MONTGOMERY — The proposed 10 cents a gallon gas tax increase to fund infrastructure improvements is expected to get its first vote in committee this morning.
A new version of Gov. Kay Ivey’s priority bill was filed Wednesday afternoon in the special session dedicated to the issue.
The tax is expected to generate more than $300 million a year. House Bill 2 increases the allocation for improvements at the Port of Mobile from the originally proposed $10.2 million a year i to $11.7 million.
Some critics have raised strong objections to redirecting gas tax revenues towards the port. Expanding the port to take on greater capacity is a priority for U.S. Sen. Richard Shelby, who last year secured federal matching dollars to deepen and widen the Mobile Bay shipping channel.
Several north Alabama lawmakers said they supported sending money to the port to improve and expand it.
"I am in favor of it, because it is critical to the entire state,” said Rep. Parker Moore, R-Decatur. “That is one thing that I need to do a better job of communicating to my constituents, because we have a lot of industry in my district, and with that industry comes a product and that product gets shipped down to the port and sent all over the world. So if we’re not able to get that shipped out, then that product is going to go to some other state then we’re going to miss out.”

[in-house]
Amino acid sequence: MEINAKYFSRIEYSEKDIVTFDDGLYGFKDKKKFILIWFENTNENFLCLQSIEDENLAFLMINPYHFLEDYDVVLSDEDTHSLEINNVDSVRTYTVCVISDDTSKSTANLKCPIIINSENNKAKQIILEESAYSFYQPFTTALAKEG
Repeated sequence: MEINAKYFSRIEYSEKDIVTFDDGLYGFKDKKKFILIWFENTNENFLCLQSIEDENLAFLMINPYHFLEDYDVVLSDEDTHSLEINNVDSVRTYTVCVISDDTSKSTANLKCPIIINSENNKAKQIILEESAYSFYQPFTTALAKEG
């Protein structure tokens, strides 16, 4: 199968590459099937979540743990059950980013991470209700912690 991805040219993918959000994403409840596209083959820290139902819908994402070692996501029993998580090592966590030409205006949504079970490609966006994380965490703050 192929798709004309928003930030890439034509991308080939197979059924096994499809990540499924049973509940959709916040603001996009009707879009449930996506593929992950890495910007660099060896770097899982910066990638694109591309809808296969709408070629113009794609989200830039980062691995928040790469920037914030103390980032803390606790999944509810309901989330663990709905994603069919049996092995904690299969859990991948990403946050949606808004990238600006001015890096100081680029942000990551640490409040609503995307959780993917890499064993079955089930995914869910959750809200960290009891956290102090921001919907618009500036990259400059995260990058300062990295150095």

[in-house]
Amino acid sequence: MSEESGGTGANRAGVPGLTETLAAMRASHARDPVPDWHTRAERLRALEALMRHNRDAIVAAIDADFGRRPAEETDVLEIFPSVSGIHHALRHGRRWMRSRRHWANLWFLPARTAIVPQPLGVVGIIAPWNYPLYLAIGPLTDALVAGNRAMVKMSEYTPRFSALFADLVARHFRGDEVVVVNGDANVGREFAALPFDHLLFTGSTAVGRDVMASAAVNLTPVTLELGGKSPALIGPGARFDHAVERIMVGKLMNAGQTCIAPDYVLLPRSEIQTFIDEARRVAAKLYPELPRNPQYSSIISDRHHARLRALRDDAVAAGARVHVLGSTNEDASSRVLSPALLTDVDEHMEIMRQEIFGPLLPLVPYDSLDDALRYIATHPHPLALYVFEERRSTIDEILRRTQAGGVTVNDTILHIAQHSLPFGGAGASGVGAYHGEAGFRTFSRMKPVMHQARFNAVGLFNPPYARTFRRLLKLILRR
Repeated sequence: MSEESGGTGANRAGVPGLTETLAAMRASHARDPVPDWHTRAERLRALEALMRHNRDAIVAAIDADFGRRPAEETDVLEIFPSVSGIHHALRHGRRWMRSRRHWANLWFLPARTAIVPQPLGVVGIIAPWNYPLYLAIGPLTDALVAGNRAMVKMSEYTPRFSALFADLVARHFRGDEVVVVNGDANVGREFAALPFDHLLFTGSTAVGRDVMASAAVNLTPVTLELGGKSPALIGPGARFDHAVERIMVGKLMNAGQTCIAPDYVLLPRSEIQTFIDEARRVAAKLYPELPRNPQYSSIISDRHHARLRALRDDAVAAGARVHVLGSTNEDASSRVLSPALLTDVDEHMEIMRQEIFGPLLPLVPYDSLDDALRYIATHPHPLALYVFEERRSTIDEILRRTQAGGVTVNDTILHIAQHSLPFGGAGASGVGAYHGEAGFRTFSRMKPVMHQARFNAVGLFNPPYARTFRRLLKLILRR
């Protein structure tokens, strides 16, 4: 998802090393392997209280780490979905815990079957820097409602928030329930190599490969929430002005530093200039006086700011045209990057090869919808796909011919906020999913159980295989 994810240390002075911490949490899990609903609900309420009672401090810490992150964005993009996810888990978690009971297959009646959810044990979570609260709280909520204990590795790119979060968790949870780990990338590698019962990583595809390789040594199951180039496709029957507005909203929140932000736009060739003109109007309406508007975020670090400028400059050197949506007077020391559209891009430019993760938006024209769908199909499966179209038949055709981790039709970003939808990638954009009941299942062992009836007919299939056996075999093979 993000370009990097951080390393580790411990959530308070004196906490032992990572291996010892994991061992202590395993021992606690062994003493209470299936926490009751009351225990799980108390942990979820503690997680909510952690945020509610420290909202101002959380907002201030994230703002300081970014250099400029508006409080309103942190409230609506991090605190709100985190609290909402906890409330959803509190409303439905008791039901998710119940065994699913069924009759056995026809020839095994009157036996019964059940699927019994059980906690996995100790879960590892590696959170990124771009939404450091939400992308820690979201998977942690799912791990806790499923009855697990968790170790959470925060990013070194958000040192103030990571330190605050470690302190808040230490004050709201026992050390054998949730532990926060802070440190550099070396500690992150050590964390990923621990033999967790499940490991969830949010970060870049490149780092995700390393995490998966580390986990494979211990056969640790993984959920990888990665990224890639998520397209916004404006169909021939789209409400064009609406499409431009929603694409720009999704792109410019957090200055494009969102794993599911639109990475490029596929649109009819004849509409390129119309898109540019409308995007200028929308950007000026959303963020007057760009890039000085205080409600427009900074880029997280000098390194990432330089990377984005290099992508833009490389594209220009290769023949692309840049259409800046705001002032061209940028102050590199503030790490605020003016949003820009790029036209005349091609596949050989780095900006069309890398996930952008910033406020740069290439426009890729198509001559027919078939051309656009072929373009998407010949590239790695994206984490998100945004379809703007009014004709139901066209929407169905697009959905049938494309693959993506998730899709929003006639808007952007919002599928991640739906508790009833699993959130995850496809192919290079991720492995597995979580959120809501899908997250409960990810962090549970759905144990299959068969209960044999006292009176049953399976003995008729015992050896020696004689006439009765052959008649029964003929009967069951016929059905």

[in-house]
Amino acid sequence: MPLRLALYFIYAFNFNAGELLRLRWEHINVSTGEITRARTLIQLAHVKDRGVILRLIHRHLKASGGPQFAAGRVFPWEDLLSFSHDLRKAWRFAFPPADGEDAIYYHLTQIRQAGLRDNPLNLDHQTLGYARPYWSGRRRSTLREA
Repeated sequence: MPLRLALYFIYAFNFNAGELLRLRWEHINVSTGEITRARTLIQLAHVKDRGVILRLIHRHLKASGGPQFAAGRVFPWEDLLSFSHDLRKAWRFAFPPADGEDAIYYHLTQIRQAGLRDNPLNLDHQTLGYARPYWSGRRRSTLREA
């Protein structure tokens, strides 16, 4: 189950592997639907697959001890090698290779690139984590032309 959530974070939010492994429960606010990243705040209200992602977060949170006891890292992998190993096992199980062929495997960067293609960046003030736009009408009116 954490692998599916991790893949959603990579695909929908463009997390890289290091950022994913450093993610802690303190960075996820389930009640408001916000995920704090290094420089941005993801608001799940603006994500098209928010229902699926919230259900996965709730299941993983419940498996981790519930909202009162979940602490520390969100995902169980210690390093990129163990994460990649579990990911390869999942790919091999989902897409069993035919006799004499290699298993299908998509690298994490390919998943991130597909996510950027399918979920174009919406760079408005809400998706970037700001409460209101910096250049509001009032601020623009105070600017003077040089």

Rep. Lynn Greer, R-Rogersville, chairs the House Transportation, Utilities and Infrastructure Committee, which has a public hearing on the bill at 10:30 a.m. today followed by a vote. He said the Port of Mobile helps all counties.
“Just like with the Toyota-Mazda plant up in Limestone County, that is quite a few million of state funds going into that project, and at least 16,000 jobs up there, so that is helping all Alabamians,” Greer said.
House Bill 2 also makes changes from earlier versions to reduce and clarify fees on electric and hybrid vehicles. Fees now apply to only "plug-in" hybrid vehicles or battery electric vehicles.
The original $250 annual fee on electric cars would have been the highest in the nation. Also, any hybrid, including those using gasoline, would have been subject to a $125 fee. Now, the proposed electric car fee is $200 and the fee for “plug-in hybrids” is $100.